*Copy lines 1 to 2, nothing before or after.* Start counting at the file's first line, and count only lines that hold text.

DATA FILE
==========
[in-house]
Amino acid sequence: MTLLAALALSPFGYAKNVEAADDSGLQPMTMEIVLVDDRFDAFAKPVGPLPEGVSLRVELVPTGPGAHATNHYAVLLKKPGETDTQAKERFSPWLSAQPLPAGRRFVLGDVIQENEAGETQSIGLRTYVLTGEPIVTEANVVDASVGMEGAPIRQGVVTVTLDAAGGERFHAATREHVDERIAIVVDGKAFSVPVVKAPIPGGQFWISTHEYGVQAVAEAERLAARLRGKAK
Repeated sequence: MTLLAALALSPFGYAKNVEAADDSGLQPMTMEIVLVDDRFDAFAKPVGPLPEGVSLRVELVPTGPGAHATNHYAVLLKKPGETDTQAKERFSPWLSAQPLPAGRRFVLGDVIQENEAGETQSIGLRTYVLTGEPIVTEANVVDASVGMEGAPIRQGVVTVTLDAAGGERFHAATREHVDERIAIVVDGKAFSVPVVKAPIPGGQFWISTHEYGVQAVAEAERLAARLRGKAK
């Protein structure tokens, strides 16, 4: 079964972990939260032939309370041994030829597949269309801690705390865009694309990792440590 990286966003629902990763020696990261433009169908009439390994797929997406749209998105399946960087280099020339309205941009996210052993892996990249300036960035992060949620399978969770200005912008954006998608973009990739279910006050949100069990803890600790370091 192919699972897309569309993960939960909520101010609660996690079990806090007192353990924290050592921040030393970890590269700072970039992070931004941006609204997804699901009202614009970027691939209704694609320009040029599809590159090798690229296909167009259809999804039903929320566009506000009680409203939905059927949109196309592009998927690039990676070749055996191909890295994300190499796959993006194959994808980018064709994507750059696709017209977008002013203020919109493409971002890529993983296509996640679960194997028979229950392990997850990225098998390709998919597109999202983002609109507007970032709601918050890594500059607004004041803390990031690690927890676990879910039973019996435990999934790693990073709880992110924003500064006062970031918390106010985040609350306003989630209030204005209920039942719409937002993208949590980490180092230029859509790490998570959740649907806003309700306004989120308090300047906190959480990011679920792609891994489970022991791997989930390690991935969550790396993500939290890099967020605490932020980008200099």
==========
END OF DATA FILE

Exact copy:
[in-house]
Amino acid sequence: MTLLAALALSPFGYAKNVEAADDSGLQPMTMEIVLVDDRFDAFAKPVGPLPEGVSLRVELVPTGPGAHATNHYAVLLKKPGETDTQAKERFSPWLSAQPLPAGRRFVLGDVIQENEAGETQSIGLRTYVLTGEPIVTEANVVDASVGMEGAPIRQGVVTVTLDAAGGERFHAATREHVDERIAIVVDGKAFSVPVVKAPIPGGQFWISTHEYGVQAVAEAERLAARLRGKAK